A Church full of sinners!
What happens, when Christians fail to make Jesus look good.
“Do you know one of the top reasons people don’t want to follow Christ?” My mentor put down her coffee mug and extended her pointer finger in my direction. She then answered her own question, “Christians!” she exclaimed. “We are all hungry beggars inviting other hungry beggars to accompany us to the dump,” she concluded. “Don’t forget that.”
Christians fail to make Jesus look good
If people only looked to Christians in order to discover who Jesus is, no one would want to choose Him! When we look at both the world and the church, both inside and out, it can sometimes be difficult to tell the difference. When Christians fail to make Jesus look good, its no wonder many turn away from following Jesus.
Christians are to be the true Church. Christians are described in the most intimate of terms as a Bride of Christ (Revelation 19:7). Christ-followers don’t reluctantly trudge behind Jesus. They are to live, learn, and long to become like Him as we seek His kingdom come.
Despite knowing what the ideal standard is for Christians, we still are guilty of constantly misrepresenting Jesus. Sinful and broken, every careless person can be the culprit to leading others away from Jesus.
Own the wrong and the responsibility
We won’t ever perfectly represent Jesus. We’re as desperate for God’s help in our righteousness, as we are in our salvation. But we can live authentically by the power of the Spirit. We can unashamedly confess our sin in true community. And we can respond with humility when we do wrong or are wronged by others. Time after time Gods word tells us to watch our tongue, to count others above ourselves, and to love sacrificially. God uses His people to redeem the views of those who’ve been hurt, judged, and disregarded by those in the Church. So how do we address those who have suffered in the Church?
Remember the importance of grace
Jesus came to Earth, in order to die to take the punishment we deserve and present us Holy to God. However we are still a broken humanity. It’s through our mistakes, such as unbridled tongues and deep-seated pride that can bring proof that we all need Jesus to take away our sins. Explain that we don’t have to have our act together before receiving salvation. It is by grace we are saved through faith (Ephesians 2:8-9). God’s grace is an extravagant gift that spurs Christians to want to live a life worthy of this gift. After all our works do not earn our faith. They validate it (James 2:17).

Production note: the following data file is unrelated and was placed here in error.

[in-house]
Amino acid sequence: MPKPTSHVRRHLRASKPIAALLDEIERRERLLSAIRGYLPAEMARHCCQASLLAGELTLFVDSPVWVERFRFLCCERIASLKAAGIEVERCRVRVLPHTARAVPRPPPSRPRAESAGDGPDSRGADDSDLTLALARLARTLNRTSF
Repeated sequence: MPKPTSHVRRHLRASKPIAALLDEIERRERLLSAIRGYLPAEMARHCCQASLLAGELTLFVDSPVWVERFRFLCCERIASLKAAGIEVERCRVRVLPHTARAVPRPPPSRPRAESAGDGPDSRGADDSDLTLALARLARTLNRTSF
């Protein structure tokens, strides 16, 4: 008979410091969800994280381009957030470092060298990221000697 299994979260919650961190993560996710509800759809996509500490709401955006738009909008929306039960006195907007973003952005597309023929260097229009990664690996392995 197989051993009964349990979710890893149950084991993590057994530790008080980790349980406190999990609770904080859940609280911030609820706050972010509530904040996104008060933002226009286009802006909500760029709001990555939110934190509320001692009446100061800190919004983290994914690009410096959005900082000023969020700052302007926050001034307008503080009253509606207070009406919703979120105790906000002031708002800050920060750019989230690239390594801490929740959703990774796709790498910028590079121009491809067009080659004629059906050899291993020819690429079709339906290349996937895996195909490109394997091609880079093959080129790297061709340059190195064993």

Ask some questions to get to the root of where the hurt is coming from:
- How often have you gone to church?
- Do you know what a true Christian believes?
- Who do you think Jesus is?
Share your answers to these questions and share your own personal testimony. Challenge your friend to investigate Christ, not Christians. Christians are a family, a group of needy people on their way to meet their Saviour. Our sisters and brothers in Christ will hurt many of us; just like we are hurt daily by those we love.
Recognise the hurt by declaring how sorry you are for what they have experienced. Clarify that his or her hurt came from someone who was acting in a manner that is not true to Jesus himself. We must constantly keep in mind that Christians are not perfectly righteous (Romans 3:10).
Depending on the situation and the wrong done to them, perhaps a helpful conversation to have would be to consider how good messages are announced in the world. Even with the best intentions people have caused hurt because of how they deliver their message of issues like racial unity and equality. The same can be said for many who speak in defense and promotion of God and the gospel. The message itself is not damaging, rather it is life giving, but when delivered in the wrong way the good message can turn into a bad one.
1. Continue to point them towards the Bible in search of Christ.
2. Encourage your friend to read in particular the books of James and John.
3. Pray that your friend can overcome the hurt and embrace God’s gift of grace, Jesus Christ.
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